Comprehensive DescriptionRead full entry
Worker: Length, 8.33 mm.; head length (excluding mandibles), 1.58 mm.; head width, 1.25 mm.; head index 0.79; thorax length, 2.33 mm.
This species has many similarities to M. madagascarica HNS , but as these traits are common to the genus Metapone HNS and are given in detail in the foregoing description, they will not be repeated here. The most important features of this ant are as follows. Head about 1 1/4 times longer than broad, tapering slightly from the rear to the mandibular insertions, very convex both longitudinally and transversely, occipital border only weakly and broadly excised. Clypeus separated from the frons by a definite suture, subquadrate, though narrowing slightly at the anterior end, its median lobe projecting as a very short, anterior process, transversely truncated in front but not bidentate, with blunt but distinct anterolateral angles and notably concave lateral edges. The median lobe stands quite high above the lateral lobes, and is bordered by anterior extensions of the frontal carinae flush with its dorsal surface. At the antennal insertions, the carinae diverge sharply and then extend backward as strong ridges overarching rather deep facial scrobes which receive the antennae. Scapes fairly slender at the base and widening to broad, flattened expansions distally. Funiculus with joints 2 to 7 wider than long and gradually expanding in size toward the apex; club composed of the last three segments which are spatulate and concavo-convex as in madagascarica HNS . Eyes reduced to a group of 8 to 10 minute, flat ommatidia at the posteroventral border of the scrobe, and % the distance from mandibles to occiput. Mandibles narrow, masticatory border rounded, bearing 7 weak teeth (approaching denticles), and without any trace of a basal lobe. Ocelli and ocellar pits absent. Frontal groove distinct.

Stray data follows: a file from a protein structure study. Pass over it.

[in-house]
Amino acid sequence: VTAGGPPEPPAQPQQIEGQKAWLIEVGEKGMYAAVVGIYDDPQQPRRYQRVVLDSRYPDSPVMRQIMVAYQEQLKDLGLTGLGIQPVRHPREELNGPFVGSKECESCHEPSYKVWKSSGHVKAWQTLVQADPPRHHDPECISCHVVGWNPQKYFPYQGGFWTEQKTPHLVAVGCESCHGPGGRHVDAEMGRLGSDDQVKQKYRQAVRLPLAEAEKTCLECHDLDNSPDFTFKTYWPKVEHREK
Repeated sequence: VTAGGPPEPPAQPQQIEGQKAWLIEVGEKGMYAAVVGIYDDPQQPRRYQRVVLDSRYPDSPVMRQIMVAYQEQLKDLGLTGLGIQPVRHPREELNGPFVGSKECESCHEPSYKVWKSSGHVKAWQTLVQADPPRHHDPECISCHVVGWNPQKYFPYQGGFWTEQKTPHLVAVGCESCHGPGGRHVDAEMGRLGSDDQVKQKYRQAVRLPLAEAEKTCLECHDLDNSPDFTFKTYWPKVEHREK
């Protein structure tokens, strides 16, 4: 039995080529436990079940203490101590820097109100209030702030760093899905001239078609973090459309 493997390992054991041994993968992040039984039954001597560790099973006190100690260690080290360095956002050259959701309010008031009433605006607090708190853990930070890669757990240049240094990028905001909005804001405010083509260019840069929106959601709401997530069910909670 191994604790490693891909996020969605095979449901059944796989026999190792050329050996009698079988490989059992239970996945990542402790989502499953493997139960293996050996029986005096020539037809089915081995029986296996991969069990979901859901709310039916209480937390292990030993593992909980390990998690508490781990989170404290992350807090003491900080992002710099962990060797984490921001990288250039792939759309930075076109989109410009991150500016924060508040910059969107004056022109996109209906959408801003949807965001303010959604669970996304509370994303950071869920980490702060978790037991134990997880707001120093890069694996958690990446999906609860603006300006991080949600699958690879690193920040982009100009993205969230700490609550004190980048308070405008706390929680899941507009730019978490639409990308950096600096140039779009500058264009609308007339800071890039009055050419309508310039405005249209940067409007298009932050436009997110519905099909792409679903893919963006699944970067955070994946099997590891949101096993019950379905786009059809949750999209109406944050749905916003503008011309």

Thorax subrectangular, exactly twice as long as wide, humeri well-developed, and the epinotum tapering slightly to its posterior border. Pro-mesonotal suture absent; meso-epinotal suture distinct and somewhat impressed. Dorsum of thorax straight longitudinally, convex transversely, with vertical, concave pleurae; strongly margined at the sides, and across the anterior border of the pronotum. Epinotal teeth reduced to rather sharp ridges; basal face of the epinotum a little longer than the declivity, and joining the latter through a rounded angle; posterior border of the epinotum transverse and slightly excavated. Petiolar node from above strongly transverse, exactly twice as wide as long; anterior border faintly excised, lateral borders diverging posteriorly to well-marked, but rounded and backward-pointing lobes, and the posterior border deeply excised; the whole structure subtrapezoidal in shape, and strongly margined on the front and sides; antero-posteriorly convex. In profile, the petiole has a short anterior peduncle, a thin, translucent, longitudinal, ventral plate or keel with a rounded edge, the anterior and posterior faces of the node concave, the entire node rising and flaring laterally through concave sidewalls to the flat summit that expands into wing-like lateral lobes. From before, the node is decidedly cuneate in shape. Postpetiole also strongly transverse, but barely twice as wide as long (slightly narrower than the petiole); subrectangular in outline, the anterior border straight, posterior border weakly convex, and the sides diverging noticeably to the rear; summit of node nearly flat; sides tapering ventrally but not concave, converging obliquely to the petiole-postpetiolar joint, and continuing into a stout, ventrally directed spine, which curves slightly backward.
Gaster of the usual shape in these ants, rounded anteriorly and sloping to a rather narrow point apically. First segment exactly twice as long as either the petiole or the postpetiole. Sting well-developed, protruding.